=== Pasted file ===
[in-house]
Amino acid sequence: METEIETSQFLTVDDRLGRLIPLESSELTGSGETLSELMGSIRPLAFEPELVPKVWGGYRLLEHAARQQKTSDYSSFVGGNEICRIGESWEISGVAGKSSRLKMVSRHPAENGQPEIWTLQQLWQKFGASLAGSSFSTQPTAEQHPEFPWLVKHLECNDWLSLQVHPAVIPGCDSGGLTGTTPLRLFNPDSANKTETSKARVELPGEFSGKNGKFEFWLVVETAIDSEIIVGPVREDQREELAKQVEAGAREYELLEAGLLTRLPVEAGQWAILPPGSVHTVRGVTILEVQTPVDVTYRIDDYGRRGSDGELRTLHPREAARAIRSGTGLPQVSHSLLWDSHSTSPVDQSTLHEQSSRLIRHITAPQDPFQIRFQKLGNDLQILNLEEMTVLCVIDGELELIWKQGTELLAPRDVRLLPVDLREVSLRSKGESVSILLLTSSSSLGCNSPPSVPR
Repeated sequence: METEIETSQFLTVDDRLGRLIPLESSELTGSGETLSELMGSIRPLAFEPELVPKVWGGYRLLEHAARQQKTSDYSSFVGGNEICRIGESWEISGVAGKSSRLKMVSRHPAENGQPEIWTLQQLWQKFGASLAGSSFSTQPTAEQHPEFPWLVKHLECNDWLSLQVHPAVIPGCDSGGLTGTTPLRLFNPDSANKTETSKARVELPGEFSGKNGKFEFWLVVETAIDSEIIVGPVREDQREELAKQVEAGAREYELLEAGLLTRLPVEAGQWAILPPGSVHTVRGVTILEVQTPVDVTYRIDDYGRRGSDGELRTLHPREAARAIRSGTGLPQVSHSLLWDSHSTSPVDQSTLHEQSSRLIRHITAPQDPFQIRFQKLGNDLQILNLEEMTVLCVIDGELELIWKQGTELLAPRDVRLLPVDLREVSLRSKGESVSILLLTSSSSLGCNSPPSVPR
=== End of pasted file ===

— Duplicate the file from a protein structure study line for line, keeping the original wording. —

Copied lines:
[in-house]
Amino acid sequence: METEIETSQFLTVDDRLGRLIPLESSELTGSGETLSELMGSIRPLAFEPELVPKVWGGYRLLEHAARQQKTSDYSSFVGGNEICRIGESWEISGVAGKSSRLKMVSRHPAENGQPEIWTLQQLWQKFGASLAGSSFSTQPTAEQHPEFPWLVKHLECNDWLSLQVHPAVIPGCDSGGLTGTTPLRLFNPDSANKTETSKARVELPGEFSGKNGKFEFWLVVETAIDSEIIVGPVREDQREELAKQVEAGAREYELLEAGLLTRLPVEAGQWAILPPGSVHTVRGVTILEVQTPVDVTYRIDDYGRRGSDGELRTLHPREAARAIRSGTGLPQVSHSLLWDSHSTSPVDQSTLHEQSSRLIRHITAPQDPFQIRFQKLGNDLQILNLEEMTVLCVIDGELELIWKQGTELLAPRDVRLLPVDLREVSLRSKGESVSILLLTSSSSLGCNSPPSVPR
Repeated sequence: METEIETSQFLTVDDRLGRLIPLESSELTGSGETLSELMGSIRPLAFEPELVPKVWGGYRLLEHAARQQKTSDYSSFVGGNEICRIGESWEISGVAGKSSRLKMVSRHPAENGQPEIWTLQQLWQKFGASLAGSSFSTQPTAEQHPEFPWLVKHLECNDWLSLQVHPAVIPGCDSGGLTGTTPLRLFNPDSANKTETSKARVELPGEFSGKNGKFEFWLVVETAIDSEIIVGPVREDQREELAKQVEAGAREYELLEAGLLTRLPVEAGQWAILPPGSVHTVRGVTILEVQTPVDVTYRIDDYGRRGSDGELRTLHPREAARAIRSGTGLPQVSHSLLWDSHSTSPVDQSTLHEQSSRLIRHITAPQDPFQIRFQKLGNDLQILNLEEMTVLCVIDGELELIWKQGTELLAPRDVRLLPVDLREVSLRSKGESVSILLLTSSSSLGCNSPPSVPR